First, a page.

But today NVIDIA is switching gears, going to the fundamental way computer graphics are modelled in games today. Of the more realistic rendering processes, light can be emulated as rays that emit from their respective sources, but computing even a subset of the number of rays and their interactions (reflection, refraction, etc.) in a bounded space is so intensive that real time rendering was impossible. But to get the performance needed to render in real time, rasterization essentially boils down 3D objects as 2D representations to simplify the computations, significantly faking the behavior of light.

It’s on real time ray tracing that NVIDIA is staking its claim with GeForce RTX and Turing’s RT Cores. Covered more in-depth in our architecture article, NVIDIA’s real time ray tracing implementation takes all the shortcuts it can get, incorporating select real time ray tracing effects with significant denoising but keeping rasterization for everything else. Unfortunately, this hybrid rendering isn’t orthogonal to the previous concepts. Now, the ultimate experience would be hybrid rendered 4K with HDR support at high, steady, and variable framerates, though GPUs didn’t have enough performance to get to that point under traditional rasterization.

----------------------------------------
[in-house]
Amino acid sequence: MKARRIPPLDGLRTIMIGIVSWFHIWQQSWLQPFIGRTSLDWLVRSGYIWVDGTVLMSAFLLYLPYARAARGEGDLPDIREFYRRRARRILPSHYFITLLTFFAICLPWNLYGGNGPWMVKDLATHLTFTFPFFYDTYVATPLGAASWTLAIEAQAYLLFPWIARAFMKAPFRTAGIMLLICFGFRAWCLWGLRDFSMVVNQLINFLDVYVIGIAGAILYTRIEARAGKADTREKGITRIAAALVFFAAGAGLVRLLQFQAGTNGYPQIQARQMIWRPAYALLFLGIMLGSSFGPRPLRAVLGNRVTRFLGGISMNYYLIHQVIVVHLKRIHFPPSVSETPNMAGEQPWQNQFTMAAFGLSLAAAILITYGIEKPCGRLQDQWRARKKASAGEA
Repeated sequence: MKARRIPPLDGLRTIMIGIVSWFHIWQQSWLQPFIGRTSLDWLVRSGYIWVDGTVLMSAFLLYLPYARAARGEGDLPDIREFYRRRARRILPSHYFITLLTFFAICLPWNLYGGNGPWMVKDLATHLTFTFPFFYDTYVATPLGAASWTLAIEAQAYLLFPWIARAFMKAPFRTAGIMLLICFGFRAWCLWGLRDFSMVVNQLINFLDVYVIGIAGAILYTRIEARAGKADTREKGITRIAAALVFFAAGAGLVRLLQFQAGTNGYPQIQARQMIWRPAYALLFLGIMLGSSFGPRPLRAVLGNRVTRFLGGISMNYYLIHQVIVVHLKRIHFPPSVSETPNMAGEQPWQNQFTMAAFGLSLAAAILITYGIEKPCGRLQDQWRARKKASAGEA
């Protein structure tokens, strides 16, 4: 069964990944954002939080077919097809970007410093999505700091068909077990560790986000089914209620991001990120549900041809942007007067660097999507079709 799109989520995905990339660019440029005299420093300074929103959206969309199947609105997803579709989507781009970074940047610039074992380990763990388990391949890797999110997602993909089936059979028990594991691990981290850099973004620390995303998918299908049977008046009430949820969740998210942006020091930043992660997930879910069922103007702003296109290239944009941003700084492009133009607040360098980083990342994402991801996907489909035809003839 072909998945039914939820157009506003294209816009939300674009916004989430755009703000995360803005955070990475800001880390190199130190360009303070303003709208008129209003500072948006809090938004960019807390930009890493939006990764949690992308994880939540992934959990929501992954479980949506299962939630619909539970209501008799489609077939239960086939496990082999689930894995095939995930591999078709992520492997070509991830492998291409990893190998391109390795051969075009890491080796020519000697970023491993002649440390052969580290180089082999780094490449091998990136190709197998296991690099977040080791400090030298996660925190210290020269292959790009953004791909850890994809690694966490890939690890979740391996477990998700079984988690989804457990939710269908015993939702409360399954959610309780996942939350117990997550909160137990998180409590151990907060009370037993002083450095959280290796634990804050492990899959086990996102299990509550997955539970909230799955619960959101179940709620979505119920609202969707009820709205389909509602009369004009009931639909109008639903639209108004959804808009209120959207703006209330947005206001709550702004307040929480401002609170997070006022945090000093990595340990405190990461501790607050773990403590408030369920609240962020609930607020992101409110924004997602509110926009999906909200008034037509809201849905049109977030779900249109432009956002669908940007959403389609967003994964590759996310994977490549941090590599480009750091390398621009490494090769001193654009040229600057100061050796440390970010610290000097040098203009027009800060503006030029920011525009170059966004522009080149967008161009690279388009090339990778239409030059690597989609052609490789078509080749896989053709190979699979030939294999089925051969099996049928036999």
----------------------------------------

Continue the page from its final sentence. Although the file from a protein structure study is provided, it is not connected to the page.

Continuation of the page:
There’s a still a performance cost incurred with real time ray tracing effects, except right now only NVIDIA and developers have a clear idea of what it is. What we can say is that utilizing real time ray tracing effects in games may require sacrificing some or all three of high resolution, ultra high framerates, and HDR. HDR is limited by game support more than anything else. But the first two have arguably minimum performance standards when it comes to modern high-end gaming on PC – anything under 1080p is completely unpalatable, and anything under 30fps or more realistically 45 to 60fps hurts the playability. Variable refresh rate can mitigate the latter and framedrops are temporary, but low resolution is forever.